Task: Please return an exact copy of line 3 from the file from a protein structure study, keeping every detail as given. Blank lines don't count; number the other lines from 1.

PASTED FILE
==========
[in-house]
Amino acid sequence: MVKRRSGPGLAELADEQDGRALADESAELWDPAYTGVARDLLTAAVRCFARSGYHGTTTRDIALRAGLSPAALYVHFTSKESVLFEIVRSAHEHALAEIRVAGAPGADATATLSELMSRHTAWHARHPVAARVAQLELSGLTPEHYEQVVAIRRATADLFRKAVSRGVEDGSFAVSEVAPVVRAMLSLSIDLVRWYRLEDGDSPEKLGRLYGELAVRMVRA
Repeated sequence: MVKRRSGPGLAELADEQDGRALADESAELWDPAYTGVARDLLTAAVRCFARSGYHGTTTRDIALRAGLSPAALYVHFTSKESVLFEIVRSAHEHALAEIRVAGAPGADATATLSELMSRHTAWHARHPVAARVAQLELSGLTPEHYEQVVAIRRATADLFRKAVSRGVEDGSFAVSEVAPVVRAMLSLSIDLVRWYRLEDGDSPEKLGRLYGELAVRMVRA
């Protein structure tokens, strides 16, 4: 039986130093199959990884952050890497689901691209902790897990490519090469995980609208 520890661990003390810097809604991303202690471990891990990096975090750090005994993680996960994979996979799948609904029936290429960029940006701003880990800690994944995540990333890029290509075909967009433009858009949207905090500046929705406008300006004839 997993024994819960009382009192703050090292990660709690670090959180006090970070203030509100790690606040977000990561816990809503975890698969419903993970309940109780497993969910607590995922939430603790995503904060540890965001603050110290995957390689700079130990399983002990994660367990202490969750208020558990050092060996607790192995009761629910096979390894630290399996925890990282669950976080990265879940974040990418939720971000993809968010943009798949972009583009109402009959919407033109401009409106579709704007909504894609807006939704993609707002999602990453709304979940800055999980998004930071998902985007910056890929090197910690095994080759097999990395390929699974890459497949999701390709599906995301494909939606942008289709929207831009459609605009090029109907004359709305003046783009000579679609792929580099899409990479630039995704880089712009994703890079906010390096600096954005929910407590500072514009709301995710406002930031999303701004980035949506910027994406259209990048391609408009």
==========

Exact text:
Repeated sequence: MVKRRSGPGLAELADEQDGRALADESAELWDPAYTGVARDLLTAAVRCFARSGYHGTTTRDIALRAGLSPAALYVHFTSKESVLFEIVRSAHEHALAEIRVAGAPGADATATLSELMSRHTAWHARHPVAARVAQLELSGLTPEHYEQVVAIRRATADLFRKAVSRGVEDGSFAVSEVAPVVRAMLSLSIDLVRWYRLEDGDSPEKLGRLYGELAVRMVRA